If you live in the SF Bay Area, you have probably heard the news about the prepared-meal delivery company Munchery, who shut their doors and their bank accounts recently without paying their vendors or employees. I’m sorry for anyone affected by this incident.
Many TFF subscribers have already read my opinions about venture capital-funded start ups that promise to “shake up” the food business. They offer things that existing business owners know are simply too good to be true: Extensive freebies and free delivery along with dubious claims that all their ingredients are locally sourced from organic and sustainable farms. And they all claim to do this in the interest of “revolutionizing the food system”. But their only real goal is to make themselves wealthy if and when Wall Street takes them public in an IPO.
There are numerous problems with this model. The first is the idea that food should be cheaper than it already is, and technology can make this happen. That is simply untrue. The profit margin in the farming and food businesses is low; there is literally no fat to be removed. And nothing that companies like Blue Apron or Munchery did fundamentally changed those economics. The founders who ran these companies were either naive, ill-informed, or simply lying. And as stories from inside these businesses start to leak out, it is clear they were also poor and inexperienced managers.
Second, food is a mature market with a relatively fixed demand. Munchery and the others have not created new products, but rather taken market share from existing restaurants, supermarkets and other companies. Their only advantage was the free money from venture capital. Other businesses could not afford to spend more than they make in order to compete. Thus, the VC-backed startup model in this instance was not “disruptive”. It was profoundly anti-competitive.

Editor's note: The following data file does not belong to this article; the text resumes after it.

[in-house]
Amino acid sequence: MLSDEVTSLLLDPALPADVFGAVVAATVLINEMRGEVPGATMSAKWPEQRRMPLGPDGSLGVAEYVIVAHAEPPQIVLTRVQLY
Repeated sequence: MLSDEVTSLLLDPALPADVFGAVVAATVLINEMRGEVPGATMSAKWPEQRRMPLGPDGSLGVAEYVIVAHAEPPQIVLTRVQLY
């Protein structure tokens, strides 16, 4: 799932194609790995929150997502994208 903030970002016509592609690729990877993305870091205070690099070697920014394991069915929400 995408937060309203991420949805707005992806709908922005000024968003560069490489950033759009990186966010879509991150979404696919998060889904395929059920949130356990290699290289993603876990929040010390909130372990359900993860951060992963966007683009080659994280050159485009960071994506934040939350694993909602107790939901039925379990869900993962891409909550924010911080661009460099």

Third, the companies they were competing against are better run. Lots of people can run an unprofitable business if they have an endless source of someone else’s money. Established business owners are the ones who have figured out how to be sustainably profitable. And yet these were the businesses that Munchery and the others were impacting or eliminating.
Fourth, Venture Capitalists are not held accountable. Sure, VCs are putting their money at risk when they finance companies like Munchery. But that risk should not be limited to the funds they have already invested. Munchery shut down without paying its employees or vendors, and it’s unlikely many of the creditors will get much out of their bankruptcy. The VC firms that retain an ownership stake in a startup should be legally required to make good on all the company’s debts when it fails. This would raise the bar on what type of companies venture capitalists fund, forcing them to spend more time evaluating the viability of startups and ensuring that they retain enough funds to pay their debts if and when they shut down.
In the end, the business model of Munchery, Blue Apron and so many others in the sector had only one real goal: to take business from thousands of small businesses and outsource limited profits to Wall Street. It was a terrible idea all around, and certainly not good for our economy or society as a whole.
I have sent a letter to my state Assemblywoman asking her to look into legislation requiring VCs to cover the debts of the companies they fund. I believe it is in the interest of the state of California to more strongly discourage VCs from funding companies that they do not have absolute confidence in. Small businesses in this economy need all the protection they can get, and face numerous layers of regulation that raise their costs and lower their profits. Wealthy Venture Capitalists should be subject to regulation and oversight that is just as strong, or stronger.